DENVER — Music is everywhere on South Broadway during the Underground Music Showcase (UMS). It wasn’t surprising for anybody walking by Nooch Vegan Market to hear bass thumping and vocals flowing. What the two MC’s were rapping about was a whole other story.
“We sprout that life,” Ietef Vita A.K.A. DJ CAVEM spit into the mic.
DJ CAVEM is a vegan rapper born and raised in the Five Points neighborhood of Denver. He was joined by Atlanta-based vegan rapper Grey during UMS. The smooth beats brought people into the shop.
“This is my first time hearing a vegan rapper,” a young vegan woman said who came to check out the show. “I’m not vegan, and I stopped to check it out,” another woman said who was walking by the store.
“Bringing awareness to plant-based vegan lifestyle, that’s our mission,” said the store’s clerk Avlino Salcedo. “I think a lot of people have a misconception of veganism, and Ietef is throwing that on its head.”
Vita's music isn’t corny, or cheesy. He grew up around gangster rap, and you can hear that in his music. But his MCing is straight veggies and sustainability. It’s a lifestyle he lives and breathes.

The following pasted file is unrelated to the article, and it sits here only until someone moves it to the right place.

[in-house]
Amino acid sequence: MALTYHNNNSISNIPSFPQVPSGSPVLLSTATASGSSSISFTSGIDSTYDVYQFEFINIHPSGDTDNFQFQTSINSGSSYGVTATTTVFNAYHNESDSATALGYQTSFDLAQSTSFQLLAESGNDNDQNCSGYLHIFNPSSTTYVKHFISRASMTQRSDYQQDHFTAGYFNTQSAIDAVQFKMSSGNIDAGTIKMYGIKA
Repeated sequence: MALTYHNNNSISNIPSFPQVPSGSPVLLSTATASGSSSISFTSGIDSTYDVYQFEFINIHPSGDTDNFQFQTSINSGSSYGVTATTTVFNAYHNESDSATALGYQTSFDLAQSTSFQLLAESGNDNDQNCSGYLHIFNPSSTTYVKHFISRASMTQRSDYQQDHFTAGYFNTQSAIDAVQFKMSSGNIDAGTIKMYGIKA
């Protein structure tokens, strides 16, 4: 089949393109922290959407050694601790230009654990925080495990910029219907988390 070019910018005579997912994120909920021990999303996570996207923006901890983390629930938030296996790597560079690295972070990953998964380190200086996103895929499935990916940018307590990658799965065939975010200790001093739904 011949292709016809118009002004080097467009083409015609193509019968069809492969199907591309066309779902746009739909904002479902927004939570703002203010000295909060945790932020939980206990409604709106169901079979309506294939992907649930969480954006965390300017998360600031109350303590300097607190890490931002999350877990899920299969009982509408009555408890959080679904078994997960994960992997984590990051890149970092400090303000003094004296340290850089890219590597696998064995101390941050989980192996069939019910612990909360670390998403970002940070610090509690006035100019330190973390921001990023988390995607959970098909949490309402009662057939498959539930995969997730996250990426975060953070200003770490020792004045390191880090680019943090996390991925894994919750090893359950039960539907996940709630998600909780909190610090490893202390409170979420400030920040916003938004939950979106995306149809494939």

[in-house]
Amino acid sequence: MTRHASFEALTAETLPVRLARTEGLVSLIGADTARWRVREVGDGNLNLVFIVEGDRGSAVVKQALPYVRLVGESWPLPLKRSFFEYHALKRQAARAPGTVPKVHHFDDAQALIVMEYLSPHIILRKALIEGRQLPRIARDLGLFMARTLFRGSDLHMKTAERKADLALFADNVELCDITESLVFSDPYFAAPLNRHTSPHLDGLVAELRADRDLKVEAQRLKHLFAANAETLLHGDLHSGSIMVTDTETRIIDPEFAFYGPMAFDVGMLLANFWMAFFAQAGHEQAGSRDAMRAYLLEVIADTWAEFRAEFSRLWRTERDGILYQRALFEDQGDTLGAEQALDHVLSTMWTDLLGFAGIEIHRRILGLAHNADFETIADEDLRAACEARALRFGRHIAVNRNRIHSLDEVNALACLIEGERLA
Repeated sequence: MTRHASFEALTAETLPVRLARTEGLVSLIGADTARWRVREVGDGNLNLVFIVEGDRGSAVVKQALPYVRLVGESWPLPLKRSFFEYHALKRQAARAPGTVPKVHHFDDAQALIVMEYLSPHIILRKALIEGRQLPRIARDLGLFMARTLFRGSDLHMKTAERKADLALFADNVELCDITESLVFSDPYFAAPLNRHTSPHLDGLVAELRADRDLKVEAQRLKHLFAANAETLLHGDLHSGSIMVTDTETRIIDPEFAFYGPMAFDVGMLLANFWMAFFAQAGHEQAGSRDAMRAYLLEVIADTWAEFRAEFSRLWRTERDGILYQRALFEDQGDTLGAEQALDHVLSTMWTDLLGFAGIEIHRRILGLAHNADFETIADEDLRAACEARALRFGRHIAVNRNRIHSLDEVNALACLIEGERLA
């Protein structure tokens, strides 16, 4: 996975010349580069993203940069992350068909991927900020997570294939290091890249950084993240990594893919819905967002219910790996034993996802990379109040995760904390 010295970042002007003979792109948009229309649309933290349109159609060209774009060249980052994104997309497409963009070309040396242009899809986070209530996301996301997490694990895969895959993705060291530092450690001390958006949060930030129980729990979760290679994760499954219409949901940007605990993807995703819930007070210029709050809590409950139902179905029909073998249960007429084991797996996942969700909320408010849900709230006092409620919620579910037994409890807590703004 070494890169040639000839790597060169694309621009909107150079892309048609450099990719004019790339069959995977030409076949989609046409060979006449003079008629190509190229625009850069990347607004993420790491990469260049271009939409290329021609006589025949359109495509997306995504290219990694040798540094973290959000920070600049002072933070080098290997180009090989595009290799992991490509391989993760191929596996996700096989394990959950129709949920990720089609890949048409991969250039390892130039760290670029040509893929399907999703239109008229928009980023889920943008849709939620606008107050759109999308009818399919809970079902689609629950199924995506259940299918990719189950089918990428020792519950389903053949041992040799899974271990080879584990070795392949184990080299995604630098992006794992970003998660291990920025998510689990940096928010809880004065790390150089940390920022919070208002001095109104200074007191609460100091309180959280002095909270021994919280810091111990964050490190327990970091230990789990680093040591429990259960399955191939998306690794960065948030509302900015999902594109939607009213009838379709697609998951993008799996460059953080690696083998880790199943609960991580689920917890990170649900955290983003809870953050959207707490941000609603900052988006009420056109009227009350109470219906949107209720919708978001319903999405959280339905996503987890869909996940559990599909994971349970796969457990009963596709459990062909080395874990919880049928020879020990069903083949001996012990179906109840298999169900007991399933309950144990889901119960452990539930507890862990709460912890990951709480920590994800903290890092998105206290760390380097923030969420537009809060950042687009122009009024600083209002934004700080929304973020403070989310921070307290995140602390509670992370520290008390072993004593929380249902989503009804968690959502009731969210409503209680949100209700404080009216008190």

After wrapping up a summer tour he threw on some red Chuck Ts and got out to freshen up his garden.
“I’m going to drop some lavender. I’m going to drop some Russian Sage. Representing on the perennials,” Vita said. “Making sure the bees is happy, cause your food is going to be bland and wack if you don’t take care of the bees, trust."
“There’s plenty of songs about sex and violence, but there aren’t enough songs about arugula,” he said.
Coming from Five Points, he was surrounded by music and some other less desirable elements.
“It feels like a prison town because there’s a youth penitentiary at 30th and Downing,” Vita said. “It sucked, cause I had a lot of homies in there growing up as a kid. There was a lot of opportunities to push poison on my people. I had to avoid the output of that. I saw all my friends and family with the nice shoes on, but I was on the corner selling incense and oils.”
Vita hopes his music will inspire a younger generation to think about their food, where it comes from, and how it affects the planet.
“The goal is to transform culture,” he said, “in utilizing art for change for culinary climate action. It’s going to work.”
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